India’s agriculture sector is heavily impacted by climate change. Environmental and climate uncertainties keep farmers on their toes. The country’s agriculture also drives its economy. India is also the world’s largest consumer of groundwater, which plays a major role in irrigated agriculture responsible for over 70% of India’s foodgrain production.

But declining monsoon rainfall – a lifeline for over half of India’s net cultivated area – has harmed the country’s groundwater storage, particularly in north India. India’s marked gains in food production over the past 50 years is primarily linked to increased cropping intensity due to greater irrigation access, driven by the expansion of tube wells. But it has also triggered a looming water crisis as many parts of the country deal with severe groundwater crunch.

The use of groundwater for agriculture is not regulated in India so far. Photo credit: TeshTesh/Wikimedia Commons [CC BY-SA 4.0]

In a 2021 paper, researchers warn that groundwater depletion may reduce cropping intensity by up to 20% across all of India and by up to 68% in the regions projected to have low future groundwater availability in 2025. These large projected losses are of concern given that India is one of the largest agricultural producers worldwide, and over 600 million farmers depend on Indian agriculture as a primary source of livelihood.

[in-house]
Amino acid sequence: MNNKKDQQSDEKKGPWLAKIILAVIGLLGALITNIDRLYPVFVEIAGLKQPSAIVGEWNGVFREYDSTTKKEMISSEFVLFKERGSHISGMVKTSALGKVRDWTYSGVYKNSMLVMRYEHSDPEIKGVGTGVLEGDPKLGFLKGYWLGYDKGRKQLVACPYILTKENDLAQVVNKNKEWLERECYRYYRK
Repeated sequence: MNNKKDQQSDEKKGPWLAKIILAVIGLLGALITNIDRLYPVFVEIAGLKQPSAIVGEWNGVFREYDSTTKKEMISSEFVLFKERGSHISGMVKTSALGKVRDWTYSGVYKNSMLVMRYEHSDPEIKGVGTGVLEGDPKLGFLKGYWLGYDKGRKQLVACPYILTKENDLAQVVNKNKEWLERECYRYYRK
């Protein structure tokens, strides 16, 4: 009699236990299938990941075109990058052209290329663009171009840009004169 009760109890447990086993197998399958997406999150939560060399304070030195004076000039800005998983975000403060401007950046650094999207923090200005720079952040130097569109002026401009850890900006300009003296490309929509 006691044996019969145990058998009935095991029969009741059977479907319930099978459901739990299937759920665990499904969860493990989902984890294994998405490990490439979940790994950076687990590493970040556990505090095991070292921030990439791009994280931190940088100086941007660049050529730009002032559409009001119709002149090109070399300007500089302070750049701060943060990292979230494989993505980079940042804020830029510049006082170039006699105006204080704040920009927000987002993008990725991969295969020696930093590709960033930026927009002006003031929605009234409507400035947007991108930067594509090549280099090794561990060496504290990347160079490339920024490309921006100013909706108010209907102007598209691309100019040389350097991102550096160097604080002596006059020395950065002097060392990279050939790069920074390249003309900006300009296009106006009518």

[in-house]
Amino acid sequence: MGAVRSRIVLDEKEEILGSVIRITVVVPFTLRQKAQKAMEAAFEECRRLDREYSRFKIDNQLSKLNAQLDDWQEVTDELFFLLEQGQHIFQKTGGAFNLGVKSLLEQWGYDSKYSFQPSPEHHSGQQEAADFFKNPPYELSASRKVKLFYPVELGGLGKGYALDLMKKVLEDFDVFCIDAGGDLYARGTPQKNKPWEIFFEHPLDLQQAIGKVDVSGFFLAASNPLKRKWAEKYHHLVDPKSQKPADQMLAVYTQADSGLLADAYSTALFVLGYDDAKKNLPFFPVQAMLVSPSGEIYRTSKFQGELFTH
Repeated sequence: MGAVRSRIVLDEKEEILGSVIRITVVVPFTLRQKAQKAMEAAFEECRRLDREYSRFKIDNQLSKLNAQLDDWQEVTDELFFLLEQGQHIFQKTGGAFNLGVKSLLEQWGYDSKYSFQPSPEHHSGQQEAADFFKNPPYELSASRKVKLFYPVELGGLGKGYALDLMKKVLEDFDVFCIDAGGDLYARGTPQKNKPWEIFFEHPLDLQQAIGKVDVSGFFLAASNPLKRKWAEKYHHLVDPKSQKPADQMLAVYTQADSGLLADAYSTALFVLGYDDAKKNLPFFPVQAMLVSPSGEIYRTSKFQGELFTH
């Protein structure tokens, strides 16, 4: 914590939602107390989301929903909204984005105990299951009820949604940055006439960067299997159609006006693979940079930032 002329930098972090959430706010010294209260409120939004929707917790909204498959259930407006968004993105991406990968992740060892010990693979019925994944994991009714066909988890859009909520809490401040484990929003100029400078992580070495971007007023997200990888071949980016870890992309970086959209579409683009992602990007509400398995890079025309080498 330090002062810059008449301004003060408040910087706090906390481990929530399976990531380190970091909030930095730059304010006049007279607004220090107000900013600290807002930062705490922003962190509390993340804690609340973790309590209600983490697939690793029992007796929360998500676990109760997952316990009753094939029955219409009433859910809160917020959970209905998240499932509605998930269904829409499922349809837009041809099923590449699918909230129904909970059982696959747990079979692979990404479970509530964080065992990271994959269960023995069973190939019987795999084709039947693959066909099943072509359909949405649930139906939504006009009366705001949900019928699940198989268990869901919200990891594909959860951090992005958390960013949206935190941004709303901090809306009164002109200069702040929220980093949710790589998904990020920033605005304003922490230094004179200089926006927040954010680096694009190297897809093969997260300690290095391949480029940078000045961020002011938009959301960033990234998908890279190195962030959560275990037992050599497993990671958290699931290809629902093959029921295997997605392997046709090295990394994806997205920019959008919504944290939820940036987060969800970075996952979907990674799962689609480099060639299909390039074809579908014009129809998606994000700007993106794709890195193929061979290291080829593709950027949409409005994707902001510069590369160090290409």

In September 2020 amid the coronavirus pandemic, when the government of India unveiled new farm laws, it triggered waves of protests among the farming community, prominently featuring women, who feel that the new laws do not promise a minimum support price for their crops – something the present laws were doing.

The farmers and organisations working for them note that for a country like India where more than 50% of the population is directly or indirectly involved in agriculture, a guarantee in the form of the minimum support price for their crops is crucial, especially considering the environmental and climate uncertainties.

This article first appeared on Mongabay.